Figure 5 – Qlik Replicate availability architecture
Example: DB2 z/OS to Amazon S3
The Qlik Replicate web-based console makes it simple to configure, control, and monitor replication tasks across all sources and targets without needing a deep understanding of the environment or coding requirements.
Assuming the DB2 z/OS agentless configuration has been previously performed and an Amazon S3 bucket is ready, we will show the configuration of a dataflow from DB2 z/OS to Amazon S3 in three steps with the console without any coding.
- Step 1: Create a connection to the mainframe as the data source with the hostname or IP address and TCP port. If running Qlik Replicate server on an Amazon EC2 instance, ensure the DB2 ODBC driver is configured and the port is open.
- Step 2: Create a connection to the target data store, which is Amazon S3 in this example as it is the most common AWS service for data lakes. Alternatively, we could have chosen other AWS services such as Redshift, Amazon EMR, or Amazon RDS.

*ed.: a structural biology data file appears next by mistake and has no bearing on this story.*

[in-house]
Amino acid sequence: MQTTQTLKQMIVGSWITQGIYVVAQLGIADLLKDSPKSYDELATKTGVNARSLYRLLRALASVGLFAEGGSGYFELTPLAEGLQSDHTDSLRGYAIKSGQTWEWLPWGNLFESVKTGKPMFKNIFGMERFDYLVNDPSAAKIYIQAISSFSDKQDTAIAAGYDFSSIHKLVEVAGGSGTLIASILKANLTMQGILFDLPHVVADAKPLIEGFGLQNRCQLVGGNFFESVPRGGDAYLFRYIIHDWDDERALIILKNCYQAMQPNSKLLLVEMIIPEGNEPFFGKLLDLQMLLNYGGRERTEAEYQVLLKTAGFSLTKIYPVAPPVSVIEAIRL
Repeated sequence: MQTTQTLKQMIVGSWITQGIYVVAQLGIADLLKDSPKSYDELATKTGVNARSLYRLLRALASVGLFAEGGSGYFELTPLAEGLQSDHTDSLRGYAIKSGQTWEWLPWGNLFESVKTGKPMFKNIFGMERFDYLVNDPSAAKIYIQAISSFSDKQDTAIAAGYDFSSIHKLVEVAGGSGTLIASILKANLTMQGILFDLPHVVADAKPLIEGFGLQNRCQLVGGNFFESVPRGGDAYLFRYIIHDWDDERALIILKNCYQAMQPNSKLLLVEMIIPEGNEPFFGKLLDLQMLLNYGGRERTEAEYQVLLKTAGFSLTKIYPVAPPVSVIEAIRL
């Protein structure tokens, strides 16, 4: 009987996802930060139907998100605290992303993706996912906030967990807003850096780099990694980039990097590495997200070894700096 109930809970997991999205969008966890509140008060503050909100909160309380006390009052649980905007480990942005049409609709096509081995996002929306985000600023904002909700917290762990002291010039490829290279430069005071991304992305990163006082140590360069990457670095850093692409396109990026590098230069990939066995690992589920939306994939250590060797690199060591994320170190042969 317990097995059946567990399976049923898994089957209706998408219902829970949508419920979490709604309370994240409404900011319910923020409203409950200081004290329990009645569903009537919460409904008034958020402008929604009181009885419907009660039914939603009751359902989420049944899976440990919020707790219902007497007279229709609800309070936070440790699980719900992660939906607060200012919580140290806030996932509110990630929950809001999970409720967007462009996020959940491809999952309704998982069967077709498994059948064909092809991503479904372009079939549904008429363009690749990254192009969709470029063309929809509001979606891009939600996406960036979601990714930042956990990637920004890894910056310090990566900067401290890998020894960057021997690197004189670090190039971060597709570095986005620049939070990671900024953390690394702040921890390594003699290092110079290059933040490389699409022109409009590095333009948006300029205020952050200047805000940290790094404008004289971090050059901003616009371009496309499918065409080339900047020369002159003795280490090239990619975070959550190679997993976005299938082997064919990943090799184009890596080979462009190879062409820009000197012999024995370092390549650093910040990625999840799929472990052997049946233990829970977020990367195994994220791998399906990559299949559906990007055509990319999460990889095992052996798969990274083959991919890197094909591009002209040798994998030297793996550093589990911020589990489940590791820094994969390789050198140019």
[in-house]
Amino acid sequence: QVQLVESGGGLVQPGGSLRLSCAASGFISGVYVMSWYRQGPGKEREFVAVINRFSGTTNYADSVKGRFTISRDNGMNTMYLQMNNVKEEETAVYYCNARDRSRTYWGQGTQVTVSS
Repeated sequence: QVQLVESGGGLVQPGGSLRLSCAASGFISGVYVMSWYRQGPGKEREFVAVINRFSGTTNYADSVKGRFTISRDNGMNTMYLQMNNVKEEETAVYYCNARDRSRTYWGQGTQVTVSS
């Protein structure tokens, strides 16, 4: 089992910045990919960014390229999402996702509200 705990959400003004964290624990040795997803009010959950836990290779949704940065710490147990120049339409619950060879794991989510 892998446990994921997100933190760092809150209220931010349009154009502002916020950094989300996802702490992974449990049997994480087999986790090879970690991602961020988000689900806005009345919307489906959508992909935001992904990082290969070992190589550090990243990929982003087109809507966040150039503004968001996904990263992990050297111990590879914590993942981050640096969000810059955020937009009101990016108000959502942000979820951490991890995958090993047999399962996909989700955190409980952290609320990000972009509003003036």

- Step 3: Select the mainframe database tables you want to replicate and create a task. This defines the relationship between the source and target, and the data that will flow between them. In this example, we choose to synchronize CUSTOMER and REGION tables.
These three steps define where the data is coming from, what data to synchronize, and where the data is going. As a result, the console shows the created dataflow.
We will now check that a mainframe data change is automatically propagated to our Amazon S3 bucket data lake. For this purpose, a user starts a mainframe 3270 session, logs into z/OS, uses Query Management Facility (QMF) tool, runs a SQL query. The SQL query updates some customer information.